$43.6B U.S. agency revenue
The leaders themselves must have the right skills to affect change company-wide by putting the right controls, policies and practices in place to truly harness the power of social media. According to McKinsey, this means at the organizational level, leaders should encourage usage through thoughtful orchestration and role modeling, become architects of social-media-friendly infrastructure, and stay ahead of rapid technology shifts. I want to emphasize the six things McKinsey laid out and elaborate on those.
The leader as content producer
As the McKinsey article states: “As video communication rises in importance, effective leadership will increasingly require the kind of creative skills we know from the world of ‘auteur’ filmmaking—an authentic voice, imagination and the ability to craft compelling stories and to turn them into media products that make people take note and lean forward.” The new leader must understand how to effectively communicate consistently, not just once a quarter in a production environment, but with frequent updates that’s raw and unpolished.
The leader as distributor
The new leaders must understand this paradigm shift and look at ways to influence their messages to get to the right people and the right channels using an internal blog to promote frequent communication and exchange ideas. This can foster a culture of openness and engagement— the ability to help spread positive culture for the company. Understanding how the distribution channels work to increase word of mouth can help the organization and its brand.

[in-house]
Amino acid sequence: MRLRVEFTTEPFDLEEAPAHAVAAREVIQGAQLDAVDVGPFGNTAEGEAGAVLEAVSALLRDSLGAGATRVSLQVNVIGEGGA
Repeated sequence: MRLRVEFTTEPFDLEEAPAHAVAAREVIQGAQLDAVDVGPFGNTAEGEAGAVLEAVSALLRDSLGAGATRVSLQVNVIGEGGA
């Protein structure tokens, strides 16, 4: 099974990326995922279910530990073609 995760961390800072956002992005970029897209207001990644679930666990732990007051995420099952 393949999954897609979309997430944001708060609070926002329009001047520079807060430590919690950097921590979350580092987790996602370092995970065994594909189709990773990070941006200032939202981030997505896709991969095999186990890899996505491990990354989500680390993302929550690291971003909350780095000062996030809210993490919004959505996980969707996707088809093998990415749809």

The leader as recipient
It can be overwhelming managing multiple channels to consume information and communicate with your audience. What executives must decide is when and where to engage to get the most bang for their time. The world is changing and the leader must see the entire communication universe for what it is, decipher which channels are crucial and when to engage with their audience. They must understand which channels are important for consuming information and which channels are right for engaging and participating.
The leader as adviser and orchestrator
According to McKinsey, social media literacy is still in its infancy. We’re often excited to launch and roll without putting emphasis on raising the media literacy first with key stakeholders and the rest of the company. Smart leaders can help accelerate organizational change by tapping the right social media natives to launch an education program. My advice and something we’ve put in place at JDA Software: Start small, then grow using a phased approach. Educate the leaders, bloggers, HR, legal and customer-facing groups. This is how you create a groundswell.
The leader as architect
To affect change, the leader must enforce controls to mitigate risks to the brand. This means architecting a model that embraces internal and external interactions and a sense of shared responsibility—through a social media policy and best practices to maintain the integrity of the brand while enabling your employees to openly share information.
The leader as analyst
Creating an agile, responsive organization means that the leader must understand the implications of emerging trends and technology innovations. According to McKinsey, executives who monitor weak signals and experiment with new technologies and devices will be able to act quickly and capture the advantages of early adoption. I believe that leaders who understand which technologies yield results will be better positioned to align their overall strategy with future investments— to better arm their employees and serve their customers.